1. Babe Ruth

.474/.690/.510/172.0

Ruth is the greatest player of all-time. Ruth played in a time when baseball was recovering from the 1919 Black Sox scandal. The sport was lacking attendance, but the Babe’s bat helped to save baseball. He was a great pitcher and hitter. In fact, Ruth was the home run king. He held the record with 714 until Hank Aaron broke it. He retired as baseball’s all-time leader in home runs, runs batted in, and walks. He is one of America’s biggest icons. Ruth was also apart of the greatest rivalry in sports. When Ruth was traded to the Yankees, the Yanks had instant success that barely went away. While the Red Sox struggled for many years, going through tough losses and heart break until 2004. He won the MVP in 1923.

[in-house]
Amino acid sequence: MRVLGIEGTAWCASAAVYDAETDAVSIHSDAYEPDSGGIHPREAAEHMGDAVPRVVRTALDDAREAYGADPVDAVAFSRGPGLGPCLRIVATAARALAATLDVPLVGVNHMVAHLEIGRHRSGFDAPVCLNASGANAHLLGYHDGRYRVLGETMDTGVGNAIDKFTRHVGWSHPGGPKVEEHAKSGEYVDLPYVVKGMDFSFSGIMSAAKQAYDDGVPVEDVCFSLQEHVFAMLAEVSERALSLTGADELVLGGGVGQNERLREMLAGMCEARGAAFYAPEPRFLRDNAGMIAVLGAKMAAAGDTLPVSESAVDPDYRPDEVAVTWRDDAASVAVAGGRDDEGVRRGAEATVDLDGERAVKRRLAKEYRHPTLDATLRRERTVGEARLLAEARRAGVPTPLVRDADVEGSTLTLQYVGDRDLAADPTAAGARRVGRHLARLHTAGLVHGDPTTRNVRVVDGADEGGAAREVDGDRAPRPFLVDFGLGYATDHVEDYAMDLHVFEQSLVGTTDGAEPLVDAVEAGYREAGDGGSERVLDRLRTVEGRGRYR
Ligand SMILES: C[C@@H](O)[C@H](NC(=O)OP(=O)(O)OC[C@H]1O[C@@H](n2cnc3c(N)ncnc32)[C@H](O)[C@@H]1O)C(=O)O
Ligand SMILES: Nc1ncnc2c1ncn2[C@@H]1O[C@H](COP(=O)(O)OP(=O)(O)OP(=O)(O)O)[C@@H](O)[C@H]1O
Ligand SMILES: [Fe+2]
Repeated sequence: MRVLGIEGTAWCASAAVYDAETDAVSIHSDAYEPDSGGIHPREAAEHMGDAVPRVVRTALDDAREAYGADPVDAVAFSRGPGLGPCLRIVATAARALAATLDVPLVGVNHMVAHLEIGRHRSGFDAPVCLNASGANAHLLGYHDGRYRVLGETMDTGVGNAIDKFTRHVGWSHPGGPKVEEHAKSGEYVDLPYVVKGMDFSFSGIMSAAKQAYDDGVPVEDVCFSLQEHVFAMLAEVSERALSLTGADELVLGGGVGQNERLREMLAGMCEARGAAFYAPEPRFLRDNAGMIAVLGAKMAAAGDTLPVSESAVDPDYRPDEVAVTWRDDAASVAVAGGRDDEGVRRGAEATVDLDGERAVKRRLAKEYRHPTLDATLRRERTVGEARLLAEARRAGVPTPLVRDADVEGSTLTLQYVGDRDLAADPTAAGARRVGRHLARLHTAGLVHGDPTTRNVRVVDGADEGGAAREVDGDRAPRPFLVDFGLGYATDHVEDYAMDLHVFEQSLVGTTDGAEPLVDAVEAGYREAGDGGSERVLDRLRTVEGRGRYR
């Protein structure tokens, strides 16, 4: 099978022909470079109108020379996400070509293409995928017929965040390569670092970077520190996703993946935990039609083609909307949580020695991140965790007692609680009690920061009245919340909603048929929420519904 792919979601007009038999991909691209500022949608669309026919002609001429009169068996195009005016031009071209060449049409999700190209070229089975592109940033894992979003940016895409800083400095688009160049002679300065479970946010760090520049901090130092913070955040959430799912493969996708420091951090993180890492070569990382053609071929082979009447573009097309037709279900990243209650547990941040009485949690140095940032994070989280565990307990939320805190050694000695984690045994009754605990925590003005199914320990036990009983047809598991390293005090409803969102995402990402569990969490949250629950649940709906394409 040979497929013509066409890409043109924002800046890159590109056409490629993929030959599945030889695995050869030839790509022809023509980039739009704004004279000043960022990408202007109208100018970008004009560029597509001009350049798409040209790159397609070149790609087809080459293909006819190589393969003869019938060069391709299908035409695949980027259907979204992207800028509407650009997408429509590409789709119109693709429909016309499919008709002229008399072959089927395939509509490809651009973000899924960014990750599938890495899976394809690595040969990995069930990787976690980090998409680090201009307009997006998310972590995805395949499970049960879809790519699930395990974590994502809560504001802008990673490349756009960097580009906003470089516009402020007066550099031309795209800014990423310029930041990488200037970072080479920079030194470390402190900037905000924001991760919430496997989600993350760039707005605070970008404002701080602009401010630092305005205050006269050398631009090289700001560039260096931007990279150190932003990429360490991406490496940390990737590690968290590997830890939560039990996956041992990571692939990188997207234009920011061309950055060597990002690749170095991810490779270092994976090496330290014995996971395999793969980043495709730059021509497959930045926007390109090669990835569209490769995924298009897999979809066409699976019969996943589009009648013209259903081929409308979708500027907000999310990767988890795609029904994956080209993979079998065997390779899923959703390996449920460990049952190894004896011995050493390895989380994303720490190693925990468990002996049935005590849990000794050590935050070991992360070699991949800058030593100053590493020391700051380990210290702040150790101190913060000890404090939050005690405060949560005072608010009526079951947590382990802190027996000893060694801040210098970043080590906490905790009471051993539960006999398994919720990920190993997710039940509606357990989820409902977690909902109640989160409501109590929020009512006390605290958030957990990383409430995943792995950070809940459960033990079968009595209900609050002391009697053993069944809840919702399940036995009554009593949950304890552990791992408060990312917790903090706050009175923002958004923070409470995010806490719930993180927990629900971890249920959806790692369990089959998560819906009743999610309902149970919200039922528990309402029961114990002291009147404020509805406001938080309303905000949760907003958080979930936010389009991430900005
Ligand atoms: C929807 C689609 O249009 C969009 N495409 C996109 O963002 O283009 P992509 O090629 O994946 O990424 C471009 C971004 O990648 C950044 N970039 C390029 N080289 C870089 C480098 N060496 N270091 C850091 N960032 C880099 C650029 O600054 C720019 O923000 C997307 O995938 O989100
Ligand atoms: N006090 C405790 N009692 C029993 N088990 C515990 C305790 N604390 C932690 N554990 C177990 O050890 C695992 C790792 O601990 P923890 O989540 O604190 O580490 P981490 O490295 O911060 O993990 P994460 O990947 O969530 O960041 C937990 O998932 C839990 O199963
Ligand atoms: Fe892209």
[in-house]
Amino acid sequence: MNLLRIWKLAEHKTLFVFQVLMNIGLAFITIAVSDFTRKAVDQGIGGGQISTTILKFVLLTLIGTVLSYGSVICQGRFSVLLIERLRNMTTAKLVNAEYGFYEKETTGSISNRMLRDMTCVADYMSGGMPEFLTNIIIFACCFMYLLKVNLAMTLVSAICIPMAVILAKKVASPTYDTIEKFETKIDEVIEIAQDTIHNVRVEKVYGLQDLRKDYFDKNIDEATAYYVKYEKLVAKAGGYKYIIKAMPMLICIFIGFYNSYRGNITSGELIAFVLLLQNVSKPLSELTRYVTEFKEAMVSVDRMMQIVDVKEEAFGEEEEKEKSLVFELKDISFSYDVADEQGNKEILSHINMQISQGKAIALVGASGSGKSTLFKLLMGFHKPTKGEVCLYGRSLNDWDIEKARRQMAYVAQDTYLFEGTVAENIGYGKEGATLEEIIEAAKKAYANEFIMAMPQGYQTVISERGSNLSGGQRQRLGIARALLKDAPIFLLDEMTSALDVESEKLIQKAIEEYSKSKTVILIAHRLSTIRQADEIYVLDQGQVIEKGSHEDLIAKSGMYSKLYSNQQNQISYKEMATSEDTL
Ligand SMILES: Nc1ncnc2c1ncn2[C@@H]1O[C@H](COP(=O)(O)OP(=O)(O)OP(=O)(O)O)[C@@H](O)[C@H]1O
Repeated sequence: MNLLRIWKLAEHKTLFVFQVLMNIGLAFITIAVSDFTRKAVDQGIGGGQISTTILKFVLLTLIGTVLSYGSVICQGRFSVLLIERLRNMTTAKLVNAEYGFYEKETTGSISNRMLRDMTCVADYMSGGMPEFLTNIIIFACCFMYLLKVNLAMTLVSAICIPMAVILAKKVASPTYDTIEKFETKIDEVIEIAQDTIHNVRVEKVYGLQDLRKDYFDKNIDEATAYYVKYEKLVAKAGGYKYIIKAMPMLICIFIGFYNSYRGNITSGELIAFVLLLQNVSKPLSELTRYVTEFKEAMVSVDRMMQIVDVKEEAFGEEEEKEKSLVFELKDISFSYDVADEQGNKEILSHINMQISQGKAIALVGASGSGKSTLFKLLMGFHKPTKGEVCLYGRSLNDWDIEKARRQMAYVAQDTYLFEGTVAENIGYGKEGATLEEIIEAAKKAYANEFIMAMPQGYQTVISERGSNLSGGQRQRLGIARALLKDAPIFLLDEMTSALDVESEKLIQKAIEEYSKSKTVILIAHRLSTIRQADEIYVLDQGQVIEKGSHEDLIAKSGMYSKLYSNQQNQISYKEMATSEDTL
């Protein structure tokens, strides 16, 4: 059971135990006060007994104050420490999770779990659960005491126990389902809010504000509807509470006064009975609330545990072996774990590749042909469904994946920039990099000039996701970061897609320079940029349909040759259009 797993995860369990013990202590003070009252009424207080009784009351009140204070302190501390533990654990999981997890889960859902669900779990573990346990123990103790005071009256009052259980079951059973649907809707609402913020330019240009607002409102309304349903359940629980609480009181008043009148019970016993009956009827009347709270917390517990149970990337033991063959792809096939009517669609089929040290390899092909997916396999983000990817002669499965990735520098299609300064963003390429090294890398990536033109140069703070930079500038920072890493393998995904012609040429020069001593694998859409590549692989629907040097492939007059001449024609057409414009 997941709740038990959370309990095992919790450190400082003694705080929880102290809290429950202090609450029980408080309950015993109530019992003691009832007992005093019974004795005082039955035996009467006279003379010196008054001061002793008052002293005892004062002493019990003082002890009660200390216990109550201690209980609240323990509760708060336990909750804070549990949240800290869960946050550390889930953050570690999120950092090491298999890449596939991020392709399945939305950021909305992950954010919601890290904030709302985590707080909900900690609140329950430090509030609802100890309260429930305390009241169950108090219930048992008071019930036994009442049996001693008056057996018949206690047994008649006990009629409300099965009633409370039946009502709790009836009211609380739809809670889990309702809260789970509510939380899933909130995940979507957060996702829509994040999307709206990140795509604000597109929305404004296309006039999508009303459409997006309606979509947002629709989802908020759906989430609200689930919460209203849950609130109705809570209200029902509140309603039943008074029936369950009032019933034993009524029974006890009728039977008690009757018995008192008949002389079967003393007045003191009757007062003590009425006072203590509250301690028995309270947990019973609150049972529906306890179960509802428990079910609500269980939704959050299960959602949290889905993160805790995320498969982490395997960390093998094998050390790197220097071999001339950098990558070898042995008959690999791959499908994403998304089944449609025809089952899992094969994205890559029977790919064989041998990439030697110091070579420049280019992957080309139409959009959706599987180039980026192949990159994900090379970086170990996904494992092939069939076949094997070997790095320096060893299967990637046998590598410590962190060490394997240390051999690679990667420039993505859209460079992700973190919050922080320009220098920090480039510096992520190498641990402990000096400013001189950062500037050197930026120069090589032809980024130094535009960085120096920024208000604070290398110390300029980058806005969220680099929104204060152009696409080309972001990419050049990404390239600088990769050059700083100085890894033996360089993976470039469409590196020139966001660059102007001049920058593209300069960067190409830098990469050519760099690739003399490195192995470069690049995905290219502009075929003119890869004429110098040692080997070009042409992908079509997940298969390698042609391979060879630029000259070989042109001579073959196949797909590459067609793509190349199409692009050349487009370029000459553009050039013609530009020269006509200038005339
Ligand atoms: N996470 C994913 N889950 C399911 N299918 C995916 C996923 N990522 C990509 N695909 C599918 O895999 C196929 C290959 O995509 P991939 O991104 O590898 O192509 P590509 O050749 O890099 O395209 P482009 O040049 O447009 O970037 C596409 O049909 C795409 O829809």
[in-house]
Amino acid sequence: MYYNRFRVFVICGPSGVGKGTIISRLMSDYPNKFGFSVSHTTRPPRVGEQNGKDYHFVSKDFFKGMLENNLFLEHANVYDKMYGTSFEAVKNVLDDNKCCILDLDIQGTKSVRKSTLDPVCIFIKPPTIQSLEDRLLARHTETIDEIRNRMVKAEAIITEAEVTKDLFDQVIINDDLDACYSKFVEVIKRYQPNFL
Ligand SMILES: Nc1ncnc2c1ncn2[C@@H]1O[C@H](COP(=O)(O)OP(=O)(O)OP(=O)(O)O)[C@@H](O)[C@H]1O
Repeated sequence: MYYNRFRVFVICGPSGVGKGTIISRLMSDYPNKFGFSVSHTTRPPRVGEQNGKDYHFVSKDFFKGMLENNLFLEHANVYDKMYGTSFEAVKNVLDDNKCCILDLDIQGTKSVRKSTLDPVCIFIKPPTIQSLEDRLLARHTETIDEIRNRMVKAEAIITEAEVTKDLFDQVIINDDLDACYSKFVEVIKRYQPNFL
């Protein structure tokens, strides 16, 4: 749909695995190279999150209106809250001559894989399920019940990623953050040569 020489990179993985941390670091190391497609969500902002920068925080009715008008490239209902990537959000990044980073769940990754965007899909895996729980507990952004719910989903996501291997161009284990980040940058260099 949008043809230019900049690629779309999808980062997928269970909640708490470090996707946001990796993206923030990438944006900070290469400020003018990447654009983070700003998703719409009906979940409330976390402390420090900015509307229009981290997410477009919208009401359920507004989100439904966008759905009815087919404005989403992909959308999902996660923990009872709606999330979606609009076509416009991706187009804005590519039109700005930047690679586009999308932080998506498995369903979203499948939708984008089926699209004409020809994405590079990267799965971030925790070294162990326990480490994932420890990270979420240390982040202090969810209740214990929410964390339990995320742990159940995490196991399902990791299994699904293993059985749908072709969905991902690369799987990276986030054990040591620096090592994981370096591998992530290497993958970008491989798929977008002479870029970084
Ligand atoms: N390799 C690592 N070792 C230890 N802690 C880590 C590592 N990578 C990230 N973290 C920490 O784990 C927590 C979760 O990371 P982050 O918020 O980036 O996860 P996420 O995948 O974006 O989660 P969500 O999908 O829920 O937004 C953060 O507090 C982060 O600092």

This project was very difficult, but it was also lots of fun. It was cool to look back on some of the games greatest players ever. I put in tons of time and research to finish this project. It was like putting a puzzle together. Some rankings may differ from mine, but that is what makes it cool. I put up my rankings and had a little explanation showing why they belong there. I hope you enjoyed reading this series as much as I did creating it. Thank you to everyone who read and thank you the staff of 4PARL for giving me a chance to make “The List”.

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6 Comments on “Top 100 players of all-time: 10-1”

  1. Owner Says:

    You do realize I now want the worst players in MLB history, right?


  2. […] Four Posts Above Replacement Level The Real BBWAA: Blogging Baseball With an Attitude « Top 100 players of all-time: 10-1 […]

  3. Disco Says:

    Personally, I would put Mays at 2, Bonds at 3 still, and Ted at 4. I used to have Ted at 2, but Mays was an amazing hitter and maybe even a better fielder.

    Overall, great job. No Dick Allen though?


  4. […] Here’s the Top 10 and here’s the recap to follow along with. […]